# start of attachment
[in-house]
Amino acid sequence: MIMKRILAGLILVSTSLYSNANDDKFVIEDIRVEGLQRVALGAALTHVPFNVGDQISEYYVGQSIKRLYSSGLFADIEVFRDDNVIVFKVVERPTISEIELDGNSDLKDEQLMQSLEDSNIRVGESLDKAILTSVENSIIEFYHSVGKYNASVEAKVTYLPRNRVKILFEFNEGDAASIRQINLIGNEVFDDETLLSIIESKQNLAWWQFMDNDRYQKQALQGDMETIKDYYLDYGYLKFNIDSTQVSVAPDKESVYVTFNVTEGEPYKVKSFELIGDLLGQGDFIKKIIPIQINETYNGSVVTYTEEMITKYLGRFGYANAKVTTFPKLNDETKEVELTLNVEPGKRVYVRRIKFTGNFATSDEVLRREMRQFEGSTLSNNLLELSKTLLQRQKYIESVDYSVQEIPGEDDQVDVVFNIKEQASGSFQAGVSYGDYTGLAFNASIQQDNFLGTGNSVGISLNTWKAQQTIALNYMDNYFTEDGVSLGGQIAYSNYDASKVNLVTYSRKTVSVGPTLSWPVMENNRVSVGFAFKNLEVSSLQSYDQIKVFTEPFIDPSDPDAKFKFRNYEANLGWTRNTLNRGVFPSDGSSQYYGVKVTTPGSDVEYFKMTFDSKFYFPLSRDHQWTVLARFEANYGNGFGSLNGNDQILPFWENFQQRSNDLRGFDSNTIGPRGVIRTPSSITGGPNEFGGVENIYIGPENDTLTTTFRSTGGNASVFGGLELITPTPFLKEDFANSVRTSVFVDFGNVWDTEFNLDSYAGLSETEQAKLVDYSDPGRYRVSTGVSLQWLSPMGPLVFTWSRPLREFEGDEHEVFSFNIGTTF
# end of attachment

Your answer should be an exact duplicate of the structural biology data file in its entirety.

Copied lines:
[in-house]
Amino acid sequence: MIMKRILAGLILVSTSLYSNANDDKFVIEDIRVEGLQRVALGAALTHVPFNVGDQISEYYVGQSIKRLYSSGLFADIEVFRDDNVIVFKVVERPTISEIELDGNSDLKDEQLMQSLEDSNIRVGESLDKAILTSVENSIIEFYHSVGKYNASVEAKVTYLPRNRVKILFEFNEGDAASIRQINLIGNEVFDDETLLSIIESKQNLAWWQFMDNDRYQKQALQGDMETIKDYYLDYGYLKFNIDSTQVSVAPDKESVYVTFNVTEGEPYKVKSFELIGDLLGQGDFIKKIIPIQINETYNGSVVTYTEEMITKYLGRFGYANAKVTTFPKLNDETKEVELTLNVEPGKRVYVRRIKFTGNFATSDEVLRREMRQFEGSTLSNNLLELSKTLLQRQKYIESVDYSVQEIPGEDDQVDVVFNIKEQASGSFQAGVSYGDYTGLAFNASIQQDNFLGTGNSVGISLNTWKAQQTIALNYMDNYFTEDGVSLGGQIAYSNYDASKVNLVTYSRKTVSVGPTLSWPVMENNRVSVGFAFKNLEVSSLQSYDQIKVFTEPFIDPSDPDAKFKFRNYEANLGWTRNTLNRGVFPSDGSSQYYGVKVTTPGSDVEYFKMTFDSKFYFPLSRDHQWTVLARFEANYGNGFGSLNGNDQILPFWENFQQRSNDLRGFDSNTIGPRGVIRTPSSITGGPNEFGGVENIYIGPENDTLTTTFRSTGGNASVFGGLELITPTPFLKEDFANSVRTSVFVDFGNVWDTEFNLDSYAGLSETEQAKLVDYSDPGRYRVSTGVSLQWLSPMGPLVFTWSRPLREFEGDEHEVFSFNIGTTF